Dr Alan Barclay
Diabetes and cardiovascular disease: check out the common ground.
Did you know that healthy eating to prevent and manage diabetes will also help decrease the risk of heart disease, stroke and other cardiovascular diseases? This is because these diseases share a number of common risk factors including central obesity, high blood fats, high blood pressure, being inactive and smoking. High blood glucose levels normally associated with diabetes are themselves a risk factor for cardiovascular disease, particularly in people who already have diabetes. There is also some evidence that having highly variable blood glucose levels (high and low BGLs) can increase the risk of cardiovascular disease in people with type 2 diabetes.
The good news as regular readers of GI News know, is that there is very strong evidence from high quality randomised controlled trials that healthy low GI diets not only help you lose weight and keep it off, they help reduce your risk of diabetes and heart disease. How? By both reducing high blood glucose levels and most importantly by decreasing fluctuations in blood glucose levels – low GI foods and meals help keep your blood glucose levels on an even keel throughout the day.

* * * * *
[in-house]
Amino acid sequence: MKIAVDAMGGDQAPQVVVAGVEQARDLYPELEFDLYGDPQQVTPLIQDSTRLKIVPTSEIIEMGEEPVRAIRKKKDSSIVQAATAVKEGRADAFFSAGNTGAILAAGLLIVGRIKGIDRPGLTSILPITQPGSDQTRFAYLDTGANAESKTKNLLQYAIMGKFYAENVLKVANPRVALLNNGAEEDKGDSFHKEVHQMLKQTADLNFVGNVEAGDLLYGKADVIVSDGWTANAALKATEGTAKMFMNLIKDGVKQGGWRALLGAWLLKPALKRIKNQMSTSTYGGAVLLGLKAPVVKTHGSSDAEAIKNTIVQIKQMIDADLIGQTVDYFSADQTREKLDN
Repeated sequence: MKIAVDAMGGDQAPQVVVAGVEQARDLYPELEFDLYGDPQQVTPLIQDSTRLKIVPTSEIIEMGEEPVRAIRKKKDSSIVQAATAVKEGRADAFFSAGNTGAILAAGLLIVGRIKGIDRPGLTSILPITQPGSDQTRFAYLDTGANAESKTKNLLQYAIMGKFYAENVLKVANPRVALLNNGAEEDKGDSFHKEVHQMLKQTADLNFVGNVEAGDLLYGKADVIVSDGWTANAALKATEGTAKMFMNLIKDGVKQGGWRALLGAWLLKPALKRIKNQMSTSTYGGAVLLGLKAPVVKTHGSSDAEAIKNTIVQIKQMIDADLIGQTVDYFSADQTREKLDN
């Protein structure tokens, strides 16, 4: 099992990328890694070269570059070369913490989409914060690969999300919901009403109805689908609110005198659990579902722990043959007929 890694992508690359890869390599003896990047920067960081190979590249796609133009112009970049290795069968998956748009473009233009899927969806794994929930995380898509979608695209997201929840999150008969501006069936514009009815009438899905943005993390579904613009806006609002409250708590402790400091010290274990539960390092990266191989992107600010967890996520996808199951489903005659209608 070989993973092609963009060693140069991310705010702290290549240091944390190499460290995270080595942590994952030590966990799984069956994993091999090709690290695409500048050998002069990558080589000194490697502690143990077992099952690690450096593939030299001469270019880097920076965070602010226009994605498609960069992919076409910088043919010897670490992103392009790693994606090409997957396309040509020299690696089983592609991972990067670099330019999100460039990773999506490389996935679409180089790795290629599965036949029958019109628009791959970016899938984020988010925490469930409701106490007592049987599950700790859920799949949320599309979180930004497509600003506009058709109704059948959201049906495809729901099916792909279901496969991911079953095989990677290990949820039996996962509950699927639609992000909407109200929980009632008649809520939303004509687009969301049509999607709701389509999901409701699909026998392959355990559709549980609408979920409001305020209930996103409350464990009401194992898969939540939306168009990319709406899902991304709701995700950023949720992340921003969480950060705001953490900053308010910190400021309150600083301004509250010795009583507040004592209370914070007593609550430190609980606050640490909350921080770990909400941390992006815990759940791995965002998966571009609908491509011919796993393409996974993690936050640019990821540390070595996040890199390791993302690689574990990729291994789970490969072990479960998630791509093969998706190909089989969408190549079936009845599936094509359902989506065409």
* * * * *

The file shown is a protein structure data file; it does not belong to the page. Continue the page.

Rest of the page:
Low GI also matters when it comes to cholesterol. Eating less saturated fat is a common way of reducing blood cholesterol levels. But what you replace the saturated fats in your diet with is vitally important. It's important to be aware that in some specially designed low fat foods you can find in the supermarket the saturated fat is replaced with refined carbohydrates (sugars and starches) with a high GI – and this certainly won't reduce your risk. To help reduce your risk of type 2 diabetes and cardiovascular diseases, you need to replace foods high in saturated fat (e.g. fatty and in particular processed meats) with unsaturated fats (e.g., soy bean oil, oily fish, etc) and/or low GI carbohydrate foods. In Food for Thought in this issue of GI News you can see our tips for lowering the GI of your diet.
But healthy eating is not just about fats and carbohydrates – the right type and amount of protein you eat matters as well. There is growing evidence that consuming high quality protein (lean meat, poultry, seafood, dairy and alternatives) plays a key role in weight management. Recent evidence based on research in real people suggests at least 20% of our energy (kilojoules) should come from protein each day, although more research is needed. This is easy to achieve. Check out Nicole Senior's GI News story on getting enough of the quality protein you need HERE.
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Dr Alan W Barclay, PhD
Chief Scientific Officer
Glycemic Index Foundation (Ltd)
Phone: +61 (0)2 9785 1037
Mob: +61 (0)416 111 046
Fax: +61 (0)2 9785 1037